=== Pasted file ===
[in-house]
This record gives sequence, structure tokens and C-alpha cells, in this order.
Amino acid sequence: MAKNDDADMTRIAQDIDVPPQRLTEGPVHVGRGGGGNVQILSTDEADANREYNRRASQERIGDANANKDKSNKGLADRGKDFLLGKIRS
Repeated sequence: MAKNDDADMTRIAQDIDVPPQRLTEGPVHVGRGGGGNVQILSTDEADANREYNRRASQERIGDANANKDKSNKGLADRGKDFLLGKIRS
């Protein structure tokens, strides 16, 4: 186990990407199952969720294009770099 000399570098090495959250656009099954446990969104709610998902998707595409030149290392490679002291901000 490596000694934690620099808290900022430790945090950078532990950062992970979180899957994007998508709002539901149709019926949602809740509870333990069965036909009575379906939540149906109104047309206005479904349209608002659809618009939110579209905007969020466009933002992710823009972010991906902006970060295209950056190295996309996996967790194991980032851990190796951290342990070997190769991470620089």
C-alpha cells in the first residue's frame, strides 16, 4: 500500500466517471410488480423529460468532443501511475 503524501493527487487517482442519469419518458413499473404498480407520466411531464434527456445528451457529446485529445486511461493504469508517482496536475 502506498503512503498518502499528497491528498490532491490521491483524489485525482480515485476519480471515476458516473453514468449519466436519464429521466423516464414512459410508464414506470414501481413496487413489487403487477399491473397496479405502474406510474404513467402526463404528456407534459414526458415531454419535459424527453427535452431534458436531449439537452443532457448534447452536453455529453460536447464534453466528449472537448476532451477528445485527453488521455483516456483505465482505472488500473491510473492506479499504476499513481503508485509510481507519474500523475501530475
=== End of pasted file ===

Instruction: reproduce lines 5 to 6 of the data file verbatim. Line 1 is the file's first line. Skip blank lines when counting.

């Protein structure tokens, strides 16, 4: 186990990407199952969720294009770099 000399570098090495959250656009099954446990969104709610998902998707595409030149290392490679002291901000 490596000694934690620099808290900022430790945090950078532990950062992970979180899957994007998508709002539901149709019926949602809740509870333990069965036909009575379906939540149906109104047309206005479904349209608002659809618009939110579209905007969020466009933002992710823009972010991906902006970060295209950056190295996309996996967790194991980032851990190796951290342990070997190769991470620089």
C-alpha cells in the first residue's frame, strides 16, 4: 500500500466517471410488480423529460468532443501511475 503524501493527487487517482442519469419518458413499473404498480407520466411531464434527456445528451457529446485529445486511461493504469508517482496536475 502506498503512503498518502499528497491528498490532491490521491483524489485525482480515485476519480471515476458516473453514468449519466436519464429521466423516464414512459410508464414506470414501481413496487413489487403487477399491473397496479405502474406510474404513467402526463404528456407534459414526458415531454419535459424527453427535452431534458436531449439537452443532457448534447452536453455529453460536447464534453466528449472537448476532451477528445485527453488521455483516456483505465482505472488500473491510473492506479499504476499513481503508485509510481507519474500523475501530475